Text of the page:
In the sixth, a passed ball moved Khris Davis into scoring position, and Marcus Semien eventually drove him in with a two-out single to right that tied it 2-2. Semien would come through again in the seventh with his two-run triple as the A’s extended their lead to 5-2, which almost felt lopsided considering the A’s recent struggles.

In the field:
One of Gray’s runs was unearned due to his own throwing error on a pickoff to first in the sixth. That helped Milwaukee command a 2-1 lead at the time.

The announced turnout was 14,810.

Up next:
Random factoid for the day — Daniel Mengden (0-2, 2.25) is making his third career start Wednesday, and all will be in afternoon games. He’ll oppose Junior Guerra (3-1, 3.81) in a 12:35 p.m. matchup that will close this nine-game homestand.

CC Sabathia hosts 52 Oakland Boys & Girls Club kids at A's-Yankees game

CC Sabathia hosts 52 Oakland Boys & Girls Club kids at A's-Yankees game

OAKLAND -- New York Yankees starting pitcher CC Sabathia welcomed 52 kids from the Boys & Girls Club of Oakland to the Coliseum on Tuesday night for the A's-Yankees game.

The Vallejo native is winding down his 19th and final season in the majors. The 39-year-old has been hosting Boys & Girls Club kids on the road at each of his final stops in the American League.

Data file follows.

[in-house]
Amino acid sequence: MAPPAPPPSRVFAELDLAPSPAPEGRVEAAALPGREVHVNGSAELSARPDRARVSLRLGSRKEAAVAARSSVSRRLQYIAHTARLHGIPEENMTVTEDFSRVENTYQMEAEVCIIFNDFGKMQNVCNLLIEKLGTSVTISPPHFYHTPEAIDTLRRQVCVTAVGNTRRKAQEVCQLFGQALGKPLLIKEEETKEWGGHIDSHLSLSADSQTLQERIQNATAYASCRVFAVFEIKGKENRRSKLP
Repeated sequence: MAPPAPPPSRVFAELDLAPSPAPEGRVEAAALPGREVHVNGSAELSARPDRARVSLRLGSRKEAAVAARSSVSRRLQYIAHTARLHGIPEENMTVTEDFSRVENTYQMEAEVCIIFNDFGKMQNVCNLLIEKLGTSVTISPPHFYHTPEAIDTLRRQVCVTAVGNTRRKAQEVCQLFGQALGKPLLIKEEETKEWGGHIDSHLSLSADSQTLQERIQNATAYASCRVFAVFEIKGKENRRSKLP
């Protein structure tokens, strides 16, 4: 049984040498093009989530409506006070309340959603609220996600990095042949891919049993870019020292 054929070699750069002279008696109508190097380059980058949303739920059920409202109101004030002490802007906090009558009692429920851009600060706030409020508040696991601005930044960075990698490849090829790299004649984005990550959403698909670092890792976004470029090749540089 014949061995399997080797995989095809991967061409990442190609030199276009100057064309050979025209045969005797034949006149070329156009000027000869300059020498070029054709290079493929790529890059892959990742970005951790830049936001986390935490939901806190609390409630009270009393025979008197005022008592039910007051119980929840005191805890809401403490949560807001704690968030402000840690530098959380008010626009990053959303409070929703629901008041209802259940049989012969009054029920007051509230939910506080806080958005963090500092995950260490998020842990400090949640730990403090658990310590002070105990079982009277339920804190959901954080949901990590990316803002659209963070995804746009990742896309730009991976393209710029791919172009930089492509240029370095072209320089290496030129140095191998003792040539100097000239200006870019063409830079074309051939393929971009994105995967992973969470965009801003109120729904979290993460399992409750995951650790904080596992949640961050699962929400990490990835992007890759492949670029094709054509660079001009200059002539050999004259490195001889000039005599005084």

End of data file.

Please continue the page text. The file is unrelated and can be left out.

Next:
"It's been a lot of fun to get in front of these kids," Sabathia told NBC Sports California. "With me growing up in Vallejo and being a Boys & Girls Club kid, knowing what those kids are going through, I think it will be a lot of fun to be able to get in front of them and have a conversation."

Sabathia was part of the Continentals of Omega Boys & Girls Club in Vallejo from the first grade through the eighth grade. Now he relishes the opportunity to give back to today's youngsters.

"I just wanted to do something special for the kids," Sabathia said. "I grew up a Boys & Girls Club kid. My first experience at a baseball game was with the Boys & Girls Club. Hopefully, we can have that for some of these kids around the country."

Sabathia has a career record of 251-160 with a 3.73 ERA and 1.26 WHIP. He won the 2007 Cy Young Award, is six-time All-Star and has a strong case to reach the Baseball Hall of Fame.

[RELATED: Why Bailey's splitter is so critical to his success]

Though he now lives in New Jersey, Sabathia's family still resides in the Bay Area and he says he will always consider the East Bay home.

"It's always fun to be able to come here," he smiled. "I come here a lot, whether it's Oracle Arena to watch the Warriors, being here to watch the Raiders, or playing here against the A's. It's my home stadium."